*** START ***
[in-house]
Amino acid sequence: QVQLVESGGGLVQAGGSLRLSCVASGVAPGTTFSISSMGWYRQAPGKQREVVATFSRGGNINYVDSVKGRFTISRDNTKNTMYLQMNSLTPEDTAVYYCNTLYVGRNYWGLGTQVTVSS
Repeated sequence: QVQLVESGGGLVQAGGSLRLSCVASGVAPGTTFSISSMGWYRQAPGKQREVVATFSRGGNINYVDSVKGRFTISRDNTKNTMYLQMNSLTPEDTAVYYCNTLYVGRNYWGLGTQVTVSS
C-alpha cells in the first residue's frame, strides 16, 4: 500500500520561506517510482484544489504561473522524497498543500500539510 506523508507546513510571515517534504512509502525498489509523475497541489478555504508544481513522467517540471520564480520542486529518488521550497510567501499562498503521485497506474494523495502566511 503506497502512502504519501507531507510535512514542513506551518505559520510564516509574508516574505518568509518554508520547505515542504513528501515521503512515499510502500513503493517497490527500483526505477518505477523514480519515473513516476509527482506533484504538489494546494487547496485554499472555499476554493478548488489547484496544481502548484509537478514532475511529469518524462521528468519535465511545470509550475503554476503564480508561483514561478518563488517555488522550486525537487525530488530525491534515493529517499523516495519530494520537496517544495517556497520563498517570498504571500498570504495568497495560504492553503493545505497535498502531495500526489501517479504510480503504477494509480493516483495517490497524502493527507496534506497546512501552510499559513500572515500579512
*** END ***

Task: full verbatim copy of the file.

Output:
[in-house]
Amino acid sequence: QVQLVESGGGLVQAGGSLRLSCVASGVAPGTTFSISSMGWYRQAPGKQREVVATFSRGGNINYVDSVKGRFTISRDNTKNTMYLQMNSLTPEDTAVYYCNTLYVGRNYWGLGTQVTVSS
Repeated sequence: QVQLVESGGGLVQAGGSLRLSCVASGVAPGTTFSISSMGWYRQAPGKQREVVATFSRGGNINYVDSVKGRFTISRDNTKNTMYLQMNSLTPEDTAVYYCNTLYVGRNYWGLGTQVTVSS
C-alpha cells in the first residue's frame, strides 16, 4: 500500500520561506517510482484544489504561473522524497498543500500539510 506523508507546513510571515517534504512509502525498489509523475497541489478555504508544481513522467517540471520564480520542486529518488521550497510567501499562498503521485497506474494523495502566511 503506497502512502504519501507531507510535512514542513506551518505559520510564516509574508516574505518568509518554508520547505515542504513528501515521503512515499510502500513503493517497490527500483526505477518505477523514480519515473513516476509527482506533484504538489494546494487547496485554499472555499476554493478548488489547484496544481502548484509537478514532475511529469518524462521528468519535465511545470509550475503554476503564480508561483514561478518563488517555488522550486525537487525530488530525491534515493529517499523516495519530494520537496517544495517556497520563498517570498504571500498570504495568497495560504492553503493545505497535498502531495500526489501517479504510480503504477494509480493516483495517490497524502493527507496534506497546512501552510499559513500572515500579512